Robert Frank

Chair and Professor of Linguistics, Yale University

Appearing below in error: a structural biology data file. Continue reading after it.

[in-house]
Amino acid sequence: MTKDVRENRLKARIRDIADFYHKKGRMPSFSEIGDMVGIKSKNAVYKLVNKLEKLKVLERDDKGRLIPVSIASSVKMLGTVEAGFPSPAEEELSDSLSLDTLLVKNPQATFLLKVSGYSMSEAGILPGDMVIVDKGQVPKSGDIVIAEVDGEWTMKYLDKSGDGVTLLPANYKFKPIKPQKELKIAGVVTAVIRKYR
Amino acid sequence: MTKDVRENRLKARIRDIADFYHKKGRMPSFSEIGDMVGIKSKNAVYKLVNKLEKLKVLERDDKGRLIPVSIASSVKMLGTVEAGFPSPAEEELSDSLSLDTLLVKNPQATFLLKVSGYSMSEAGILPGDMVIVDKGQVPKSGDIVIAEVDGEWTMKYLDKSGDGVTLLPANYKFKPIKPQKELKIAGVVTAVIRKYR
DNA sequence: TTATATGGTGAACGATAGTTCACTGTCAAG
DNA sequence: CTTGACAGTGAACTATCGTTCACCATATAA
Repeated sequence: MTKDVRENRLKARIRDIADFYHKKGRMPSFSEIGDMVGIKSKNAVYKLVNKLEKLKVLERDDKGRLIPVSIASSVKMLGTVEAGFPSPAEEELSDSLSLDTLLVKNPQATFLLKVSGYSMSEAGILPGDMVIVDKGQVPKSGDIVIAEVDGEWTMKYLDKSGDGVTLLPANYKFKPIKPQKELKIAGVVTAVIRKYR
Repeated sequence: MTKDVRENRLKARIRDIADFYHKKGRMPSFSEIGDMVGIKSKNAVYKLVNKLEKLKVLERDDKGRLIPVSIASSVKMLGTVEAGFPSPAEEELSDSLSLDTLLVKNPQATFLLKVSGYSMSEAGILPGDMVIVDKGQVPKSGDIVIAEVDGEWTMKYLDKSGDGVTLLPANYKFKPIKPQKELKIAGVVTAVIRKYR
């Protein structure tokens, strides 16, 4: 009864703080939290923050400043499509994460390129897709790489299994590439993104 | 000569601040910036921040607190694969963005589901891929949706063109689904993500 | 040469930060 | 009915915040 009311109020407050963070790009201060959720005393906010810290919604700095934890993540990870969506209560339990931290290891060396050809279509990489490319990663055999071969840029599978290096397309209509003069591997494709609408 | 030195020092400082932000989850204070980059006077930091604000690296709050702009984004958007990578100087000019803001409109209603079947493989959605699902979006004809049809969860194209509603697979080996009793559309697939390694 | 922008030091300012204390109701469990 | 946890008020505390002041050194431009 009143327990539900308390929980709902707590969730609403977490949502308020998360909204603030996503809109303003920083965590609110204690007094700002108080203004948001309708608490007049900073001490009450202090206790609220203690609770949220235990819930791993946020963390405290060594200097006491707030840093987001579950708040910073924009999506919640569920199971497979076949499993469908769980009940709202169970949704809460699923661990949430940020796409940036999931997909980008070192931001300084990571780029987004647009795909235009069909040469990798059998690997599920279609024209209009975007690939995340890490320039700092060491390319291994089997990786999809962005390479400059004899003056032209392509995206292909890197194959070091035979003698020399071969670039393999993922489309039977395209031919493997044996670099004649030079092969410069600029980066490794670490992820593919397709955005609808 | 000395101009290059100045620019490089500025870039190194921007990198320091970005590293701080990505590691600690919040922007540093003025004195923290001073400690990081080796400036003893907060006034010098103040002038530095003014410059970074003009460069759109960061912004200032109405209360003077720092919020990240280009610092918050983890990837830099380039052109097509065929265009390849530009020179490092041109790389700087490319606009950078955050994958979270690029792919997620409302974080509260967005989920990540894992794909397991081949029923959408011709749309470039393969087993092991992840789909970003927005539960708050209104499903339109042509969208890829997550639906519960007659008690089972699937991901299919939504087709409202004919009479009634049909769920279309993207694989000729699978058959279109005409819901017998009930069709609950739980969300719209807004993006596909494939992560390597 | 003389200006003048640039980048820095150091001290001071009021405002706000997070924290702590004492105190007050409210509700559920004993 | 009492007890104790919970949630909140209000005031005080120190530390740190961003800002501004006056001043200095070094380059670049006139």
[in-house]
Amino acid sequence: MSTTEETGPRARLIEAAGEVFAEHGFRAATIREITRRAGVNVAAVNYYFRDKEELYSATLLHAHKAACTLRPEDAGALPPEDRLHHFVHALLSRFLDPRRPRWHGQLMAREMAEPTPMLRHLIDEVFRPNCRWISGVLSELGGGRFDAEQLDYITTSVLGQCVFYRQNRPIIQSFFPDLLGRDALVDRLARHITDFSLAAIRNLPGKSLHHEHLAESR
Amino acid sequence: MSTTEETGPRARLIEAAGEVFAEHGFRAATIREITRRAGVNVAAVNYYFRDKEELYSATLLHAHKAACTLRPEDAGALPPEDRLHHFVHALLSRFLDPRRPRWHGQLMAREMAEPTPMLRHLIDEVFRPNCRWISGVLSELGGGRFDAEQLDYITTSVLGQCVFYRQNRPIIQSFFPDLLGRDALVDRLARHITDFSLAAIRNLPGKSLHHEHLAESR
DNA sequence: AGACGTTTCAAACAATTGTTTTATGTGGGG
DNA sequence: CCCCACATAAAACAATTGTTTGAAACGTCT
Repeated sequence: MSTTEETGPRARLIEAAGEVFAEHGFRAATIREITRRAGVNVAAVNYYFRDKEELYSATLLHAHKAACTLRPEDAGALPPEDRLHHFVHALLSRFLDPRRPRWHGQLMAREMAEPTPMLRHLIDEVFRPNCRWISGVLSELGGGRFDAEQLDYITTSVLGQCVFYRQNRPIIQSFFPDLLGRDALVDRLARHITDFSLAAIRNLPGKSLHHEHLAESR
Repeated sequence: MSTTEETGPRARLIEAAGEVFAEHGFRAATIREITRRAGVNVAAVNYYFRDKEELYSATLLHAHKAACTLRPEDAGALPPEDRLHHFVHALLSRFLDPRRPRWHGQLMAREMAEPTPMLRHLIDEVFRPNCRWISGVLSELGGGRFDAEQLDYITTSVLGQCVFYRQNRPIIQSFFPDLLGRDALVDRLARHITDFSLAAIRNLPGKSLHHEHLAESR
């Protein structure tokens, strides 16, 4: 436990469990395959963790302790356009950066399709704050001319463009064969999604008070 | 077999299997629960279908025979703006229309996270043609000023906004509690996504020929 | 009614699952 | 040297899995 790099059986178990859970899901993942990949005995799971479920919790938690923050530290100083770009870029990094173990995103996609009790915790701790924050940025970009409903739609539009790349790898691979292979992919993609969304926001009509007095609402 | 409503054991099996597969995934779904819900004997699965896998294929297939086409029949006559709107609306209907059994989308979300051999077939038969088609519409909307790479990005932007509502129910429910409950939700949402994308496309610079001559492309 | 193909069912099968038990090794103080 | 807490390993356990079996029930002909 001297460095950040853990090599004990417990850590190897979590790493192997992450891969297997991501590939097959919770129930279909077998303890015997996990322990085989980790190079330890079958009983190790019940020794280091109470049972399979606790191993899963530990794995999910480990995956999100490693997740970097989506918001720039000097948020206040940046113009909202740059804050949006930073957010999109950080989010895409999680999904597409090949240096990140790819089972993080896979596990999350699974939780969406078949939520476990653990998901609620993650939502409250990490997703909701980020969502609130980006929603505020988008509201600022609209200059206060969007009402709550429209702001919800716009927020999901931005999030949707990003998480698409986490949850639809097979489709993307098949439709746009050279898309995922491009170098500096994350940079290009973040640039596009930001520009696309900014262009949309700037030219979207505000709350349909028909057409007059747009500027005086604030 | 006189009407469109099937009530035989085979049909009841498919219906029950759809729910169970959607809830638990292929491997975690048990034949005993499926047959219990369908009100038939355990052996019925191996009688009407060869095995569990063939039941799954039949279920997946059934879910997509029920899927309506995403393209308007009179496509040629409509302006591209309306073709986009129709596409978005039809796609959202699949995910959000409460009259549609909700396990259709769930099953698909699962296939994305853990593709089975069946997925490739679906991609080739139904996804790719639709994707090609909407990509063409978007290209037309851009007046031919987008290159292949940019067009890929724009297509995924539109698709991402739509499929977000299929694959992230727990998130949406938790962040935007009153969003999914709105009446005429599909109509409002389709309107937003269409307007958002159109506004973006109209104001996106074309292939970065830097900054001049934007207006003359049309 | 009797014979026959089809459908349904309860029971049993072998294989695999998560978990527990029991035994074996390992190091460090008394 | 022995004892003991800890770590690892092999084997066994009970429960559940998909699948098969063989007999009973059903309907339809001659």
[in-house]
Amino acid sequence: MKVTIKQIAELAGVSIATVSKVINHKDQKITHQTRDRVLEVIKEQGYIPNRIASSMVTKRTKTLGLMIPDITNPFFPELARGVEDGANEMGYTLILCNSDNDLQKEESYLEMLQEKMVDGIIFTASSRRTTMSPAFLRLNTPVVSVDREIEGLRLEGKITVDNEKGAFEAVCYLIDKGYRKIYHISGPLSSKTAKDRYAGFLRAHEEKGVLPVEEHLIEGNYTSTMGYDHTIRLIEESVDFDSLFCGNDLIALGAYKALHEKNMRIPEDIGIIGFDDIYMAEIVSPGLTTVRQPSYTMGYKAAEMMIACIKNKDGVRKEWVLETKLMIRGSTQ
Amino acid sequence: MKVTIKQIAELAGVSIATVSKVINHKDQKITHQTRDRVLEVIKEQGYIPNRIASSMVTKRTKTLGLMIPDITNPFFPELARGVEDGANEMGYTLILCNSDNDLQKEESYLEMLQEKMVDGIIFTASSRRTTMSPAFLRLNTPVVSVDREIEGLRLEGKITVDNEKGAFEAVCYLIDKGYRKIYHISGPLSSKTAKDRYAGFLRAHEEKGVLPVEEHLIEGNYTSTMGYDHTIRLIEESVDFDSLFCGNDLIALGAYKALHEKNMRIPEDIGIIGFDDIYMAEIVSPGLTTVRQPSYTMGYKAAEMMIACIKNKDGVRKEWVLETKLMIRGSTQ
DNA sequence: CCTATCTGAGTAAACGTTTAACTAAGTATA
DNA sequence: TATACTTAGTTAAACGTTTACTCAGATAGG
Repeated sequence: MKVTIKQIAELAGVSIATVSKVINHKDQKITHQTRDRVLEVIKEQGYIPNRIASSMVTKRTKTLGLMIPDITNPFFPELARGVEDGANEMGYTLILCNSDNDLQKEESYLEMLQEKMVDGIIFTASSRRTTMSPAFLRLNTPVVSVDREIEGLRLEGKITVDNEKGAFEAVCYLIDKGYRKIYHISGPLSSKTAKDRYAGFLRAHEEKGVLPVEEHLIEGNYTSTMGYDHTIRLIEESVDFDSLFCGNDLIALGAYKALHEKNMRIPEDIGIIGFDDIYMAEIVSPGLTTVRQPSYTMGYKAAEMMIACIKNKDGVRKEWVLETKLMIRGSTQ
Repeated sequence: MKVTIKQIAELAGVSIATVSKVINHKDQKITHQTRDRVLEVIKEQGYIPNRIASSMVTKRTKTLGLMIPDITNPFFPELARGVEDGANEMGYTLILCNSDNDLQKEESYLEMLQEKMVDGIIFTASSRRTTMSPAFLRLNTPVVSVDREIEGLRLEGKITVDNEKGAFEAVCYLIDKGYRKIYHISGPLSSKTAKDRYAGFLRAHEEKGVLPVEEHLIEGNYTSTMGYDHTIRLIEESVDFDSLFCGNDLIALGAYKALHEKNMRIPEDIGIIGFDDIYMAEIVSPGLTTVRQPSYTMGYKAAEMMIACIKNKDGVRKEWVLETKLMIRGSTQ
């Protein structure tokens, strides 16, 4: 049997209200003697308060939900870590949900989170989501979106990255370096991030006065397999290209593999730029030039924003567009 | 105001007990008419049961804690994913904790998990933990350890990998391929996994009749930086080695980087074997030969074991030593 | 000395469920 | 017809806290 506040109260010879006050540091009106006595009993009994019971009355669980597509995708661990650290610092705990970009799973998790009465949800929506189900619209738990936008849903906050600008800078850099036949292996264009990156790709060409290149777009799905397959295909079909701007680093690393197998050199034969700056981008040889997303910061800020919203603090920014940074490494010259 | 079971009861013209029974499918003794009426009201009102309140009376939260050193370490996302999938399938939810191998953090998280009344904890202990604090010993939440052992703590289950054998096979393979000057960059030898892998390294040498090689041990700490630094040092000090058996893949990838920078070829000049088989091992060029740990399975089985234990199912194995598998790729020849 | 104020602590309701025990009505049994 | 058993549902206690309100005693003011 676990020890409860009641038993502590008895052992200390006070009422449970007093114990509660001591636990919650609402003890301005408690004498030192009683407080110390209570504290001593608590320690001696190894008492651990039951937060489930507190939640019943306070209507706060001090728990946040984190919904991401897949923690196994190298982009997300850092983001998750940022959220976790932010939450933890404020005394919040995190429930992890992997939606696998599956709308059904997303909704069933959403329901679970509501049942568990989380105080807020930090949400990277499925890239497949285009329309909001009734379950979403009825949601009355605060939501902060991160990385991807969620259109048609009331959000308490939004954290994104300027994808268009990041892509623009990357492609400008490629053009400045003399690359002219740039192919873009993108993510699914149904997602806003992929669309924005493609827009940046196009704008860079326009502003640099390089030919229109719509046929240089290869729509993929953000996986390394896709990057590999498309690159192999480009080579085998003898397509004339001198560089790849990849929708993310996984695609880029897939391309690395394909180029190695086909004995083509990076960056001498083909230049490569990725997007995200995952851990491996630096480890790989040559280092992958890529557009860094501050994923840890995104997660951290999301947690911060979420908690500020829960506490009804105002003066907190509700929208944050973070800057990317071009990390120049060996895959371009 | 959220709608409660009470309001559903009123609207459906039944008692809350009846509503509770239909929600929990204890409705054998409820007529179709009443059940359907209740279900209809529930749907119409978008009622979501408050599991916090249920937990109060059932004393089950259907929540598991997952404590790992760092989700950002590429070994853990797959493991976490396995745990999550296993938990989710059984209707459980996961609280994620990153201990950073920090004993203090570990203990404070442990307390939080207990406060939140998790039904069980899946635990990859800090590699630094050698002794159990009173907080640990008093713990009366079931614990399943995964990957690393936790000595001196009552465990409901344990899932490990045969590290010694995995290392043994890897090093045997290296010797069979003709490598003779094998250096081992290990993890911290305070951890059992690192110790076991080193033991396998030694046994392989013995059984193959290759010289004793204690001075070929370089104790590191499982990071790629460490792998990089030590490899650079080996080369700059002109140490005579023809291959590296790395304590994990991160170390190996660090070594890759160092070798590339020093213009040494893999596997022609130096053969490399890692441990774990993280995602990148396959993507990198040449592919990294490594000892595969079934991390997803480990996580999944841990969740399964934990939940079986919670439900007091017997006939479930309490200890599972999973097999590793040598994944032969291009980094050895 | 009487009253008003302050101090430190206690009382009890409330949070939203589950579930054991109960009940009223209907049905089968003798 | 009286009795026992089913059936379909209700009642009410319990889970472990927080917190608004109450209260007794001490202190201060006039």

Professor Robert Frank studies the nature of human linguistic knowledge, how it is acquired and how it is processed. He is a cognitive scientist, seeking to connect insights garnered from a range of methodological approaches to construct a unified understanding of the human language faculty. He is interested in applying insights from computational modeling and the theory of computation to questions in the cognitive science of language. His work in the Tree Adjoining Grammar (TAG) formalism, for which he is particularly well-known, demonstrates that the restrictions embodied in TAG on the computational power of the operations that construct sentences yield elegant and explanatory analyses of a wide range of grammatical phenomena. Recently, Professor Frank has been exploring the viability of “big data” and machine learning approaches to language learning (including Bayesian modeling and neural networks), with results that point to the potential of inductive approaches to explain some aspects of language learning, but which also demonstrate the importance of innate constraint on linguistic structure. He has published a book, Phrase Structure Composition and Syntactic Dependencies (MIT Press), and numerous scientific articles, and has taught and lectured widely in North and South America and Europe.